Turkish writer-director Omur Atay makes his feature debut with this austere drama set in a roadside, family-run motel.
A taciturn teenager is released from the Turkish equivalent of juvie at the start of Brothers (Kardesler), the promising debut feature from writer-director Omur Atay. Mostly set in the run-down motel owned by the boy’s family, on a desolate stretch of land next to a highway to Iran, this is an unadorned and, visually speaking, impeccably controlled feature. Though the narrative lacks any major surprises, the film compensates with both a solid sense of place and two young lead actors who give stubbornly lived-in performances as the titular siblings whose relationship grows increasingly frayed. After its bow in the Karlovy Vary competition, this will be in demand at festivals and on the world-cinema VOD and SVOD circuit.
The standoffish looks and strongly angular face of Yusuf (Yigit Ege Yazar) suggest he’s someone who’s learned to be on his guard while projecting an image of leave-me-alone strength at a young age, qualities that no-doubt served him well in the juvenile detention center in Ankara where he’s held when the film opens. But very quickly, Yusuf is released and taken home by his older brother, Ramazan (Caner Sahin), who is in his mid-twenties. It turns out the younger sibling spent four years in the facility and there hasn’t been much contact between the brothers, as Ramazan doesn’t even remember how old his brother is exactly.
This detail surfaces organically in a well-written sequence in which Ramazan, right after Yusuf’s release, takes his younger brother to a bar, where they drink and he’s arranged for a prostitute for Yusuf — only to discover he’s just 17 and his actions could have landed his brother, technically still a minor, in jail only hours after his release. Only in hindsight does it become clear that this straightforward scene, which just seems to establish the characters and their newfound dynamic, is, in reality, all of their history and relationship in miniature, foreshadowing not only what will happen in the future but also what will be revealed about their shared past.
(Spoilers in the following paragraph only.) However, the offhand way the scene is incorporated into the overall narrative arc doesn’t make it clear whether Atay, who also wrote the screenplay, and editors Doruk Kaya and Amon Guillard were even aware of the metaphorical possibilities of the moment. Instead, they have put all their energy in slowly unveiling that Ramazan executed an honor killing of a third sibling and that it was decided that Yusuf, who was only tangentially involved, had to take the fall because, as a minor, his sentence would be much shorter. The film’s careful peeling back of this information, however, feels a little bit disingenuous or at least unnecessary, as the characters themselves are all fully aware of this from the start and the film itself is not a mystery or a thriller. (On top of that, the reveal isn’t all that hard to guess.)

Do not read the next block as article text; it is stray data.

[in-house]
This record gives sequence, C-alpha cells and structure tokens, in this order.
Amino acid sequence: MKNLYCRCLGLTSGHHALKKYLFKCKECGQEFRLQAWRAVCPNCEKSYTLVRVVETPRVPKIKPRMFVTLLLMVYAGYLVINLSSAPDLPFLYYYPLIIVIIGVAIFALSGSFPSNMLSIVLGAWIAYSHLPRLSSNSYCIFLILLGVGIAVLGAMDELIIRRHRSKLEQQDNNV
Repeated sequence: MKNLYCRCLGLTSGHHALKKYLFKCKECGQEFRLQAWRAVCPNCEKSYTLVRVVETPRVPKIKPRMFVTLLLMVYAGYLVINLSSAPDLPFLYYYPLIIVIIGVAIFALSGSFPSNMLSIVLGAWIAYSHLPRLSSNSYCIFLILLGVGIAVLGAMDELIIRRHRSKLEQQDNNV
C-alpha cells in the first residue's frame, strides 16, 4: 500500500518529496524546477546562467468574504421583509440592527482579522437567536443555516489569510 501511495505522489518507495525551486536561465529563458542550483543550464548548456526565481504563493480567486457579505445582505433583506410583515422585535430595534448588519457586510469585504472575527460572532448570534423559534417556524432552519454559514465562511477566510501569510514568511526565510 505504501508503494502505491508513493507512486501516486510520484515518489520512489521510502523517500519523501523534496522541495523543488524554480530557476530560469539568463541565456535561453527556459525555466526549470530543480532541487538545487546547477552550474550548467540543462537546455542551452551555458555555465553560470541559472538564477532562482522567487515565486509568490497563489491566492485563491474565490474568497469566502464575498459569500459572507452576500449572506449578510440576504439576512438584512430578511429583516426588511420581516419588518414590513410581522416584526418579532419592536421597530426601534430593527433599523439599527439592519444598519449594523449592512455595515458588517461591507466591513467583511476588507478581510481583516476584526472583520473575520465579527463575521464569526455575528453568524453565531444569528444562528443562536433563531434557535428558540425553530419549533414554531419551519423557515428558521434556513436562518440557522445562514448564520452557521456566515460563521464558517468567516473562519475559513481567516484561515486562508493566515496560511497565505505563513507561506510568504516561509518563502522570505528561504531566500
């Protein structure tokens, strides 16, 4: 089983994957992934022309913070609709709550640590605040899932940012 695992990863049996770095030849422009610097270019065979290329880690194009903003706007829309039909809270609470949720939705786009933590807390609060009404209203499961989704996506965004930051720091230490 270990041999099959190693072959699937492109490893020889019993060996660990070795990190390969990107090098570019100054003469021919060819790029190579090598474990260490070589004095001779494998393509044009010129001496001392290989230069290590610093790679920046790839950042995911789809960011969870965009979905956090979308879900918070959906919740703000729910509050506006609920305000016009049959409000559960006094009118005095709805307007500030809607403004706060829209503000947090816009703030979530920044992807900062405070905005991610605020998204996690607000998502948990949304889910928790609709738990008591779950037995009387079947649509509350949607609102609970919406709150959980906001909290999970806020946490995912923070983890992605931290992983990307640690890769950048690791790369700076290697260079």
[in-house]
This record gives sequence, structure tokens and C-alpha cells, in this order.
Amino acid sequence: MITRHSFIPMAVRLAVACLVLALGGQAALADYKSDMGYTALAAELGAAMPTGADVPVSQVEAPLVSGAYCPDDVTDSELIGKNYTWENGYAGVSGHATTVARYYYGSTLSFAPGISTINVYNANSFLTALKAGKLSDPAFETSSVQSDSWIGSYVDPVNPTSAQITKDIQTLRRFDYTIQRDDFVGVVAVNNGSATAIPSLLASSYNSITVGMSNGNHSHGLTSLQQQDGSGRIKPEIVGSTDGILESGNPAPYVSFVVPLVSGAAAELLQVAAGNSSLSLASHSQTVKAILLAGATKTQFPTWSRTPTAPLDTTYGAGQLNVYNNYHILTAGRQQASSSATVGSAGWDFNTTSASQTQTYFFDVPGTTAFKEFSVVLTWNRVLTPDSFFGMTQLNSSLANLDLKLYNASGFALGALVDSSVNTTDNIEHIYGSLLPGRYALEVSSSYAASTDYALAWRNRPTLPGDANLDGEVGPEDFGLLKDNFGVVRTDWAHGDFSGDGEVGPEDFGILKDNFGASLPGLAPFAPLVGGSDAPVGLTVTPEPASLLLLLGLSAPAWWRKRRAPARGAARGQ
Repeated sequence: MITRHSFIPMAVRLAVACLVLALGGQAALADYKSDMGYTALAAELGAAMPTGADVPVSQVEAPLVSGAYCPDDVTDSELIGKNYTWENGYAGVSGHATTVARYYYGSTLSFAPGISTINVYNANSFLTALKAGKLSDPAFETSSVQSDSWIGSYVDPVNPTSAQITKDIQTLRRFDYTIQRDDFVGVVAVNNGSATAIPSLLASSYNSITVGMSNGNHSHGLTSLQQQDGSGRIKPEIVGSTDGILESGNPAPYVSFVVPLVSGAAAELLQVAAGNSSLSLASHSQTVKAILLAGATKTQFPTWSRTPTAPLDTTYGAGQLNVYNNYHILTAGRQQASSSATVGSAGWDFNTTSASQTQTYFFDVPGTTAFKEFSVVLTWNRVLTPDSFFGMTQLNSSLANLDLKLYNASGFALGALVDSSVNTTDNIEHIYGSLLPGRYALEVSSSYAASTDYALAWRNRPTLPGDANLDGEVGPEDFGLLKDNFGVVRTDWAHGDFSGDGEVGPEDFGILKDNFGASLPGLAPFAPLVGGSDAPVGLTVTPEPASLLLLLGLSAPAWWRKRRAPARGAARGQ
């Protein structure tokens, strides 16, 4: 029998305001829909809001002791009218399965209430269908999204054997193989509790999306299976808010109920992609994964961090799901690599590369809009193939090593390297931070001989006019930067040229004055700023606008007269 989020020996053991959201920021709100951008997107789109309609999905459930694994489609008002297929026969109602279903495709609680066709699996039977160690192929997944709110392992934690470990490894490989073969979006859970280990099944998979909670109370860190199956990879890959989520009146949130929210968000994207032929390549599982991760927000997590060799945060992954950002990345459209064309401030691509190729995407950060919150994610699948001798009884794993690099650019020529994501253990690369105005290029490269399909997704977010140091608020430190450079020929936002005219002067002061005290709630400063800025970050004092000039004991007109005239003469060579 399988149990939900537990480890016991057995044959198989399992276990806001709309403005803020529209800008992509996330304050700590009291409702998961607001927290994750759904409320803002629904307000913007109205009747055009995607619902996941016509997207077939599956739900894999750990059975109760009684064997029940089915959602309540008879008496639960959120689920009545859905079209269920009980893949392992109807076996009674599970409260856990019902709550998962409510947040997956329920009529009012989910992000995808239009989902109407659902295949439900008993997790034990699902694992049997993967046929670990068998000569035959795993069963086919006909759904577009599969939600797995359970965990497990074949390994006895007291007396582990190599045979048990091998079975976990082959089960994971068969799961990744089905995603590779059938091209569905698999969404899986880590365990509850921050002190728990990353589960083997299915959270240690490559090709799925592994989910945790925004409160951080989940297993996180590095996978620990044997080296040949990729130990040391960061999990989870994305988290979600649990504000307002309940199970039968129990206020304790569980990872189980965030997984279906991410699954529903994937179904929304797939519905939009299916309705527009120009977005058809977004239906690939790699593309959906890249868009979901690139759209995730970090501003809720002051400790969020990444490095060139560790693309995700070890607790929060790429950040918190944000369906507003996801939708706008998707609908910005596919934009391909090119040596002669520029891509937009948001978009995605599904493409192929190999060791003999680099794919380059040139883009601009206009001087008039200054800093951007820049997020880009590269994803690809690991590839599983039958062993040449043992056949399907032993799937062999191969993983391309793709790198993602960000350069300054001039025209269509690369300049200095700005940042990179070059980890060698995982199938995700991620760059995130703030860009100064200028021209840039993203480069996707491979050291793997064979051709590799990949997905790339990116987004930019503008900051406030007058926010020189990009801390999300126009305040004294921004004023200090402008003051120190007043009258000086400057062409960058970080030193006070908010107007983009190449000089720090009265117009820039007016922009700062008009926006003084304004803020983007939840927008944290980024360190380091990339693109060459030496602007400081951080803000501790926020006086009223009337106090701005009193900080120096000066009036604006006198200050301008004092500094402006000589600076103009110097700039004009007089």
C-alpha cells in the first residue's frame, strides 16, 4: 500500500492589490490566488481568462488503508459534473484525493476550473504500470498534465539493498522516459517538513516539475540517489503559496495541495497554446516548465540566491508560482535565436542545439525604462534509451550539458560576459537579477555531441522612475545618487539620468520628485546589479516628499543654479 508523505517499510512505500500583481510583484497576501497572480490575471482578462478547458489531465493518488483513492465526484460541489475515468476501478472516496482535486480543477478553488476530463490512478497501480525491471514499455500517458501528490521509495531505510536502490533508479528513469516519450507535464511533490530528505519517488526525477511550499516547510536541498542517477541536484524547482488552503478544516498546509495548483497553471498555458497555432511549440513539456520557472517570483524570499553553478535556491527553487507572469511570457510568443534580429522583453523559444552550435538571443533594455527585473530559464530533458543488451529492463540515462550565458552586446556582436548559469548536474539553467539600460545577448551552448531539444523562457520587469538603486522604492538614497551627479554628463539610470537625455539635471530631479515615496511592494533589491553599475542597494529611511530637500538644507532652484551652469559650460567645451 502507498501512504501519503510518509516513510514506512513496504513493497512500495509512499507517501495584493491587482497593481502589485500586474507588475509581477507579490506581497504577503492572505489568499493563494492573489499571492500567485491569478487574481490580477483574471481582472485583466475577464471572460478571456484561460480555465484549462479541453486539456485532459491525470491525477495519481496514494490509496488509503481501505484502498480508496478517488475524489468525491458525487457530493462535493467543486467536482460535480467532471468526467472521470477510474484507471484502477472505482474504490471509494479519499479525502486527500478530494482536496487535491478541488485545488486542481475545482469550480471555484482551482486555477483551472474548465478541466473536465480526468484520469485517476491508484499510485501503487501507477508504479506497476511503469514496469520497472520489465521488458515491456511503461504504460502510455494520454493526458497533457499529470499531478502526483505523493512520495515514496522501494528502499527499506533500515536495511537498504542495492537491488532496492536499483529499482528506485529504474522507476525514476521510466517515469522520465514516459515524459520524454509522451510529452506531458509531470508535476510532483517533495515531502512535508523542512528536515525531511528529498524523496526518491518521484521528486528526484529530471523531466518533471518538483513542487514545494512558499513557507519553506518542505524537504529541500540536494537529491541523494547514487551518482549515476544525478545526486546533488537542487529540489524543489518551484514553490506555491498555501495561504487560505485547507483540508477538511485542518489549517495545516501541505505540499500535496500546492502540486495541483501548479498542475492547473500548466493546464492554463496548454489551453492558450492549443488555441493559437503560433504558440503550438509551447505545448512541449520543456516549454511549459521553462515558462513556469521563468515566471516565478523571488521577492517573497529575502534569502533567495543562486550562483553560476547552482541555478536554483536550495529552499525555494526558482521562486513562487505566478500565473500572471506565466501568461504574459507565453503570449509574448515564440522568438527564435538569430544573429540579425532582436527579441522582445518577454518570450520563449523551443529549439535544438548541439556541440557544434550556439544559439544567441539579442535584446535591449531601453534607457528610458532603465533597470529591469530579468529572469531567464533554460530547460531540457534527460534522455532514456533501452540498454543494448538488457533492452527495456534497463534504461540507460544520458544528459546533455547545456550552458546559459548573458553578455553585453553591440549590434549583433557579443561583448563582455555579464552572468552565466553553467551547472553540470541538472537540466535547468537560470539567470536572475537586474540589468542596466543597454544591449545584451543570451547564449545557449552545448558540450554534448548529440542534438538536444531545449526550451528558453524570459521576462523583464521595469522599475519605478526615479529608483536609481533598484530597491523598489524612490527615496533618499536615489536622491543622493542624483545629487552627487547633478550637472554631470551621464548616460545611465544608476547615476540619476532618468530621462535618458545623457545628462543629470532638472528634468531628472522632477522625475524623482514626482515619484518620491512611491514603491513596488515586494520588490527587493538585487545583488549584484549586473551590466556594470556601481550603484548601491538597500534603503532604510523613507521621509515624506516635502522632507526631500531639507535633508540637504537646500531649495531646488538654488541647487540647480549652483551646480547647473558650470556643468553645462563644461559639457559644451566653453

Instead, Atay has crafted a familiar but engaging psychological family drama that plumbs the depths of Yusuf’s increasingly divided loyalty as he comes to realize that the man he took the fall for isn’t necessarily the dream brother Yusuf thought he was, and that traditional codes of conduct and a personal sense of justice and morality might be incompatible. This slow realization is the real if initially hidden motor of the narrative, which would have worked just as well without the unnecessary withholding of information, which keeps the audience outside of the story for much of the first act.
Thankfully, the striking Yazar, who has a background in voice work for animated characters, reveals himself to also be an intensely physical actor who doesn’t need any words to convey what his character is thinking or going through. One of the film’s strongest scenes sees Yusuf visit his devout mother, who never leaves the family abode anymore. Yusuf’s look of horror and devastation when it is revealed his mother didn’t actually get him the suit Ramazan told him she’d picked out for him, speaks volumes. When she dismisses his claims of innocence as unimportant, he realizes he has lost his mother to the unspeakable tragedy that occurred, as her thinking has become warped by trying to justify what happened in her mind. On the opposite end of that, he also has to face the fact that his brother simply told him things he knew to be untrue but thinks he wants to hear. It is moments such as these, at the intersection of the story, the characters and their complex psychologies, that the film really shines.
The small supporting cast, led by Sahin as the older brother and also including Gozde Mutluer as a female guest at the motel who becomes single after a quarrel with her boyfriend, is strong, with the rookie director opting for a vein of subdued realism that often relies more on actions and glances than words.Technically, Atay, who comes from Turkish television, goes for an austere widescreen elegance that complements the overall tone of this arthouse drama set in the bleak Turkish hinterlands. Using a lot of shallow focus and the occasional tracking shot, the director paints a bleak and largely inhospitable picture of the nondescript locales and region against which Yusuf’s realization about where he truly belongs slowly becomes clearer.
Production companies: Atay Film, Off Film, Fiction 2.0, Chouchkov Brothers
Cast: Yigit Ege Yazar, Caner Sahin, Gozde Mutluer
Writer-Director: Omur Atay
Producer: Funda Odemis
Director of photography: A. Emre Tanyildiz
Production designer: Emre Yurtseven, Meral Efe Yurstseven
Costume designer: Meral Efe Yurtsever
Editors: Doruk Kaya, Amon Guillard
Music: Erdem Helvacioglu, Victor Chouchkov
Casting: Ezgi Baltas
Venue: Karlovy Vary Film Festival (Competition)
No rating, 103 minutes